Wayang Kulit, is a type of puppet shadow play performed around the Indomalayan archipelago, tracing its origins to India. It is derived from a Javanese Hindu-Buddhist tradition, where hand-crafted leather puppets depict epic stories of the gods in shadow play. A traditional Gamelan orchestra would accompany the story-telling.
Wayang, in modern Indonesian language, is loosely translated to mean "show" or "performance". Kulit means "skin", a reference to the leather material that the figures are carved out of. Some attribute the word wayang to the Indonesian word bayang which means "shadow". It is also believed that the word wayang has its roots in two earlier words: waya which means "ancestors" and ang which means "a symbol". The term wayang kulit is also used as an idiom to refer to the behind-the-scenes manouverings in the political arena.
The puppets come in all sizes, ranging from 25 cm to 75 cm. A basic village set has over a hundred puppets and there are as many as 500 puppets in a palace set. The important characters are usually represented by several versions in a set. The puppets are usually made out of buffalo and goat hide and mounted on bamboo sticks. The best puppets are made from young female water buffalo parchment and the curing can take up to ten years.
In a shadow puppet play, the puppets are moved behind a cotton or linen screen by a Dalang, or a "Puppetmaster". The Dalang tells the story, interprets characters and voices for each character, producing sound effects with speech and movement. He manipulates all the figures between the lamp and the screen to bring the shadows to life.
Most shadow play is based on two epic stories from India - the Mahabarata and it's sister work, the Ramayana. The Balinese and Javanese have combined the Hindu stories with Buddhist and Muslim ideas mixed with their own folklore.
Shadow play is accompanied by a Gamelan orchestra, an Indonesian orchestra. Many styles of Gamelan instruments exist throughout Indonesia. Each area has a slightly different approach to accompaniment, though most share the same root traditions. Gamelan players respond to the spontaneous timing and direction of the Dalang. The repertoire typically consists of an overture, music for travelling, character pieces, and battle music.
One of Singapore's last Dalangs was Wak Taslim Harjosanajo who died in 1985.
Long, R. (1982). Javanese shadow theatre: Movement and characterization in Ngayogyakarta Wayang Kulit (pp. 1-20). Ann Arbor, Mich.: UMI Research Press.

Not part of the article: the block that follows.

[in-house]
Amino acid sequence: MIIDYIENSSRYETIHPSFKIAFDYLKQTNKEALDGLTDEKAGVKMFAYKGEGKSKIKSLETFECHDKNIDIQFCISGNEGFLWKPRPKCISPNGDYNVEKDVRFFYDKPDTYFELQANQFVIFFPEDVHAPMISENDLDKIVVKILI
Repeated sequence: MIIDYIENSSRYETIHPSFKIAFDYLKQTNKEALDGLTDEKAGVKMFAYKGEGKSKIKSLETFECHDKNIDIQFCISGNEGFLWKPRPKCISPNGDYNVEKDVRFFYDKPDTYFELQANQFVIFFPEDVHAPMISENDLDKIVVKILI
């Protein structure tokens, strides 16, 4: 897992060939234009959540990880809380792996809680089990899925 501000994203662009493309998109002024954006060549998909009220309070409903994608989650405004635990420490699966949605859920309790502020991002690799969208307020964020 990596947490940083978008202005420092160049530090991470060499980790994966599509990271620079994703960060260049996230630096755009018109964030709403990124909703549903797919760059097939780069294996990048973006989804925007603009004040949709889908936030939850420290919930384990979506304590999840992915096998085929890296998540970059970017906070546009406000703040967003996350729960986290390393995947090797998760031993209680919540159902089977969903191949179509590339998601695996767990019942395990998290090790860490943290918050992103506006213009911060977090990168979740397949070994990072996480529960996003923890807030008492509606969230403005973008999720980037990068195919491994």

(Call no.: RART 791.53095982 LON)
Matusky, P. A. (1997). Malaysian shadow play & music: Continuity of an oral tradition (pp. 15-16). Penang: The Asia Centre.
(Call No: RART 781.552 MAT)
Rohaniah Saini. (1990, March 10). Wayang Kulit enjoys brief revival at Malay Village. The Straits Times, p. 23.
Art-Pacific. (2003). Arts-Pacific: Guide to architects. Wayang Kulit. Retrieved October 23, 2003, from www.art-pacific.com/artifacts/indonesi/puppets/kulit.htm
Bali & Beyond. (n.d.). Wayang Kulit of Indonesia. Retrieved September 25, 2002, from www.balibeyond.com/wayang.html
Ghulam Sarwar. (1997). The Malay shadow play: An introduction. Penang: The Asian Centre.
(Call No: RART 791.5309595 GHU)
Kampong days: Village life and times in Singapore revisited. (1993). Singapore: National Archives.
(Call no.: RSING 959.57 KAM)
Kleen, T. (1947). Wayang - Javanese theatre (2nd ed.). Stockholm: Gothia.
(Call no.: RART 792.09922 KLE)
Mubirman. (1960). Wayang purwa: The shadow play of Indonesia. The Hague: van Deventer-Maasstichting.
(Call no.: RCLOS 791.53 MOE)
Veldhuisen-Djajasoebrata, A. (1999). Shadow theatre in Java: The puppets, performance and repertoire. Armsterdam: Pepin Press.
(Call no: RART 791.53095982 DJA)
Wayang kulit warisan teater Melayu [Wayang Kulit Malay heritage theatre][Videotape]. (199-). Rawang, Selangor: Perbadanan Kemajuan Kraftangan Malaysia.
(Call no.: RSEA 791.509595 WAY)
Games Spore children used to play. (1989, November 8). The Straits Times, p. 21.
Smith, Sean. (n.d.). Balinese shadow puppets. Retrieved September 9, 2002, from www.mala.bc.ca/www/discover/educate/posters/noname4.htm
The information in this article is valid as at 2002 and correct as far as we are able to ascertain from our sources. It is not intended to be an exhaustive or complete history of the subject. Please contact the Library for further reading materials on the topic.